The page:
Thursday, October 7, 2010

Called to be a Catechist?

I love to teach the Faith, be it to children, adults in RCIA, or through Bible study. I can't imagine not sharing the joy of Christ in my life through the teachings of His Church. I'm not the perfect teacher -- or the perfect human being -- but, I love the Faith in a way that makes it difficult for me not to share it's beauty with others.

This is the time of year where every parish is starting its CCD and Adult Ed. programs. There is always a need for people to come forward and teach the Faith to those who need and want to learn. So, why is there always a shortage of teachers? What is so daunting about teaching the Faith to others?

St. Paul says, " the wise and the ignorant, I am under obligation; that is why I am eager to preach the gospel also to you in Rome. For I am not ashamed of the gospel. It is the power of God for the salvation of everyone who believes... (Rom 1:14-16) This should be for us a call to enlighten those around us, and even ourselves, to the Truths we profess to believe. We should not fear the Gospel, but seek to share the Gospel with others.

The wonderful thing about teaching children the faith of the Catholic Church is that the explanations are both simple and profound. Many adults who take on the role of a CCD teacher find that they learn as they instruct. It's a win/win situation. But, to get there, a person must set aside their fear and take up the task. If your child has been the beneficiary of the instruction of others, perhaps it is time to think about giving back and offering your service as a teacher to help benefit other children.

Adult education is a little more involved, although I wouldn't discourage anyone from trying to teach an adult group. But, be prepared -- the questions in adult formation groups can be deep and complicated. Often times, a teacher might have to say, "I'll get back to you on that" to student. But, that shouldn't be a reason not to teach, that is a moment of "human-ness" -- we don't and can't know everything. It's perfectly fine to say, "I don't know the answer to that."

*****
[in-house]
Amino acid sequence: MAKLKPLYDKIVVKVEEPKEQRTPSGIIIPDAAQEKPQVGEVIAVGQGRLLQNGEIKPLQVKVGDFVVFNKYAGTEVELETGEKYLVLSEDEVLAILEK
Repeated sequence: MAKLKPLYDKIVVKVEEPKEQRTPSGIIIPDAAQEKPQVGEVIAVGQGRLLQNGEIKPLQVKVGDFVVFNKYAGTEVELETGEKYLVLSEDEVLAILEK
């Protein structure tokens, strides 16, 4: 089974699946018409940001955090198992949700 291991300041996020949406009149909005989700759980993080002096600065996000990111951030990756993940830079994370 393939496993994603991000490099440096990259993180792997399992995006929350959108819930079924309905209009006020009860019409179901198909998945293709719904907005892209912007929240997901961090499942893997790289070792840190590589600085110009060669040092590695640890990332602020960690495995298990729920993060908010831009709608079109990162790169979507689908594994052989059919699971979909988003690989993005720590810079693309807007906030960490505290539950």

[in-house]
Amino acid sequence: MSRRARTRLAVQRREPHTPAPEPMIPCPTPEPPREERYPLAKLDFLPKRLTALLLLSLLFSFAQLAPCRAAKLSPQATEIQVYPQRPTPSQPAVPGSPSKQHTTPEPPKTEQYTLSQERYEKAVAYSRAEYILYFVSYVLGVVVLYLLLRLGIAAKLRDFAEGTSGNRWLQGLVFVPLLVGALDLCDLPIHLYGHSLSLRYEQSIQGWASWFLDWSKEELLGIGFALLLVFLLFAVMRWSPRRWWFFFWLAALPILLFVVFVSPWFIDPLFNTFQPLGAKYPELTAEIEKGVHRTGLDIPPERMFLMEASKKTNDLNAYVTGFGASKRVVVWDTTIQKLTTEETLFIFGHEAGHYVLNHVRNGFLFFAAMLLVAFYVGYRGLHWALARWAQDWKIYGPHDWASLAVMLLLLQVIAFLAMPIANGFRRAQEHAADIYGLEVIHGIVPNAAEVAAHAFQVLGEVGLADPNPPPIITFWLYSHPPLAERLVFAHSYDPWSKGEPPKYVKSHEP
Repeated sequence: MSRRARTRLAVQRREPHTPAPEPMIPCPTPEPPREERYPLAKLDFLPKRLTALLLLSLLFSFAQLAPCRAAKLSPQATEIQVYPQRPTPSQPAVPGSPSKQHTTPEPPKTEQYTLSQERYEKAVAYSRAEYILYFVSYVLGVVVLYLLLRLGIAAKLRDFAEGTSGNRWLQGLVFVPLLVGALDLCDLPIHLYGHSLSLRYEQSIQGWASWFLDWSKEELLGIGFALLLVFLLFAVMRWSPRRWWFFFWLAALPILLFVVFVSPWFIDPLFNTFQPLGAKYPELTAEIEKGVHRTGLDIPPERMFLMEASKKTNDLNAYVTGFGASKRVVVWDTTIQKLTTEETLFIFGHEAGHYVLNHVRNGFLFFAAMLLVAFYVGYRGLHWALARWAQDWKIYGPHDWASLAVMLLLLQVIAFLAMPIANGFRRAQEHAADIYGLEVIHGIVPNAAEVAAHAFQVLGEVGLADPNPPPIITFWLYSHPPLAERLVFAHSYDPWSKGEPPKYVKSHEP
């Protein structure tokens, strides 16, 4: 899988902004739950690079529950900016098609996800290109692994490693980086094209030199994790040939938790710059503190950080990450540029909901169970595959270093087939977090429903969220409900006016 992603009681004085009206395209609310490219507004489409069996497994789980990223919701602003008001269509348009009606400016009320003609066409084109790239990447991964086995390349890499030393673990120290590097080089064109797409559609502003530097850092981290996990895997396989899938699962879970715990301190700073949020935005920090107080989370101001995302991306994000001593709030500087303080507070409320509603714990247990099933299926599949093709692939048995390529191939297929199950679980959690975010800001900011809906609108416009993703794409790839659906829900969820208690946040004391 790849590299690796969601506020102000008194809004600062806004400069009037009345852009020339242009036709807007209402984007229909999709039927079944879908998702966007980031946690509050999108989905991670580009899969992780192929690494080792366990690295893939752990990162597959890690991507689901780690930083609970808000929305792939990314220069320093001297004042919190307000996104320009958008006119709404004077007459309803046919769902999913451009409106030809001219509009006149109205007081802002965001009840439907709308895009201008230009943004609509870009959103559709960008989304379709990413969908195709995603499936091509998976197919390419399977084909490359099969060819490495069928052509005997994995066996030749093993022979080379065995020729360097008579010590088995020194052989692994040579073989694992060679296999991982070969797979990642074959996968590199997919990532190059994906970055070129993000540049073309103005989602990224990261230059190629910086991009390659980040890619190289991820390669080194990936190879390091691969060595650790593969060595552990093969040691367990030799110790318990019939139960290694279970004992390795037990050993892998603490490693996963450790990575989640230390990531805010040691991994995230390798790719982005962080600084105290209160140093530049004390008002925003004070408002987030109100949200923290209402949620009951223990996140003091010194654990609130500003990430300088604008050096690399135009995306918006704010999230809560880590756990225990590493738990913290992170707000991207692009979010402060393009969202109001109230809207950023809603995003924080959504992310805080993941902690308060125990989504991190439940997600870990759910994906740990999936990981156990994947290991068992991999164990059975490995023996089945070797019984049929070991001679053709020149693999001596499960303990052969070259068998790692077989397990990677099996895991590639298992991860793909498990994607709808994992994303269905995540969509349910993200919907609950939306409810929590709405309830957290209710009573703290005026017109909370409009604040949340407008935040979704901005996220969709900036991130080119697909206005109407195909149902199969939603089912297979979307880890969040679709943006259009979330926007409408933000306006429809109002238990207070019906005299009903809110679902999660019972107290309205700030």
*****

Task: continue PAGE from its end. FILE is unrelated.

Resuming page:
What is important is this: we need people willing to give of their time and talent to spread the Good News. Even if you don't feel capable or qualified, it is essential to realize that the Lord doesn't expect perfection, but rather as St. Theresa of Calcutta once said, "He expects us to try." Remember, too, that you are being tasked with presenting the Faith in a manner that will encourage a deeper more meaningful relationship with Christ. If you're teaching with this goal in mind, the outcome might be a deeper and more meaningful personal relationship with Christ. Like I said, it's a win/win situation.

Prayerfully consider becoming a catechist or assisting with adult faith formation in your parish. The Catechism of the Catholic Church reminds us:
Catechesis aims at putting "people . . . in communion . . . with Jesus Christ: only he can lead us to the love of the Father in the Spirit and make us share in the life of the Holy Trinity. (CCC 426)
Say YES to that call to bring the light of Christ to others through the gift of your time and talent as a catechist. Blessings will abound!


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